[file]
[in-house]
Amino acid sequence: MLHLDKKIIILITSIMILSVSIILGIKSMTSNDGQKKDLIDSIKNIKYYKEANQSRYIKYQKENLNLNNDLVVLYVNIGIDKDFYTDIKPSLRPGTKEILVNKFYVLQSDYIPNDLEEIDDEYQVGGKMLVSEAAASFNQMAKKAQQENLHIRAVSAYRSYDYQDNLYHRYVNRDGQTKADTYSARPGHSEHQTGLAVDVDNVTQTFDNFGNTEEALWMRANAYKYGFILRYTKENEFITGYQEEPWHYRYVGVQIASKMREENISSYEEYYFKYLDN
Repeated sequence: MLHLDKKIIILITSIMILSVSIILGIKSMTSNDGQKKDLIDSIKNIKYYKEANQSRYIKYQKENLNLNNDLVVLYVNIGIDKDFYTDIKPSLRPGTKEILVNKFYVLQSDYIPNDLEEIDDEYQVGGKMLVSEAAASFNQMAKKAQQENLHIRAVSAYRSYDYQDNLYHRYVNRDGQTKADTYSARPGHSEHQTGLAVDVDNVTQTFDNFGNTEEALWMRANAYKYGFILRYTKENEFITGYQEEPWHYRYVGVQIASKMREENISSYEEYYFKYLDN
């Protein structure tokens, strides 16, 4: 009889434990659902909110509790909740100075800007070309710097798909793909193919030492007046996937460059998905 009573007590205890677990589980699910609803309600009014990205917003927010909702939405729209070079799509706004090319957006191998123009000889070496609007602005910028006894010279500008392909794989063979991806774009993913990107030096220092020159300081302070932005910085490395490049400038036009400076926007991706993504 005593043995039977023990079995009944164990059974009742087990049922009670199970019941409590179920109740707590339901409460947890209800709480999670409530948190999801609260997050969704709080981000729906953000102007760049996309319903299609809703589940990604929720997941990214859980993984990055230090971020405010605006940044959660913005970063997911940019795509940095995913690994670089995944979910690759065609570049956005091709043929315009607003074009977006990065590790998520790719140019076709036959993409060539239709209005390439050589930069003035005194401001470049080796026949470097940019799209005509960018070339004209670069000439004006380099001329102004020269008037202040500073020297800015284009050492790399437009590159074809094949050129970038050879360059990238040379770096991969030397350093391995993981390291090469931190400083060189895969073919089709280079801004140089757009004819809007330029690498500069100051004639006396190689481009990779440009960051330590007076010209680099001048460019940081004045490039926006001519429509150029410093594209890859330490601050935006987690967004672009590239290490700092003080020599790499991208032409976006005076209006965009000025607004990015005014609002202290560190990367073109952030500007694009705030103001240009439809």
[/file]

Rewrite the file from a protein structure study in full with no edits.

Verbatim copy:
[in-house]
Amino acid sequence: MLHLDKKIIILITSIMILSVSIILGIKSMTSNDGQKKDLIDSIKNIKYYKEANQSRYIKYQKENLNLNNDLVVLYVNIGIDKDFYTDIKPSLRPGTKEILVNKFYVLQSDYIPNDLEEIDDEYQVGGKMLVSEAAASFNQMAKKAQQENLHIRAVSAYRSYDYQDNLYHRYVNRDGQTKADTYSARPGHSEHQTGLAVDVDNVTQTFDNFGNTEEALWMRANAYKYGFILRYTKENEFITGYQEEPWHYRYVGVQIASKMREENISSYEEYYFKYLDN
Repeated sequence: MLHLDKKIIILITSIMILSVSIILGIKSMTSNDGQKKDLIDSIKNIKYYKEANQSRYIKYQKENLNLNNDLVVLYVNIGIDKDFYTDIKPSLRPGTKEILVNKFYVLQSDYIPNDLEEIDDEYQVGGKMLVSEAAASFNQMAKKAQQENLHIRAVSAYRSYDYQDNLYHRYVNRDGQTKADTYSARPGHSEHQTGLAVDVDNVTQTFDNFGNTEEALWMRANAYKYGFILRYTKENEFITGYQEEPWHYRYVGVQIASKMREENISSYEEYYFKYLDN
């Protein structure tokens, strides 16, 4: 009889434990659902909110509790909740100075800007070309710097798909793909193919030492007046996937460059998905 009573007590205890677990589980699910609803309600009014990205917003927010909702939405729209070079799509706004090319957006191998123009000889070496609007602005910028006894010279500008392909794989063979991806774009993913990107030096220092020159300081302070932005910085490395490049400038036009400076926007991706993504 005593043995039977023990079995009944164990059974009742087990049922009670199970019941409590179920109740707590339901409460947890209800709480999670409530948190999801609260997050969704709080981000729906953000102007760049996309319903299609809703589940990604929720997941990214859980993984990055230090971020405010605006940044959660913005970063997911940019795509940095995913690994670089995944979910690759065609570049956005091709043929315009607003074009977006990065590790998520790719140019076709036959993409060539239709209005390439050589930069003035005194401001470049080796026949470097940019799209005509960018070339004209670069000439004006380099001329102004020269008037202040500073020297800015284009050492790399437009590159074809094949050129970038050879360059990238040379770096991969030397350093391995993981390291090469931190400083060189895969073919089709280079801004140089757009004819809007330029690498500069100051004639006396190689481009990779440009960051330590007076010209680099001048460019940081004045490039926006001519429509150029410093594209890859330490601050935006987690967004672009590239290490700092003080020599790499991208032409976006005076209006965009000025607004990015005014609002202290560190990367073109952030500007694009705030103001240009439809």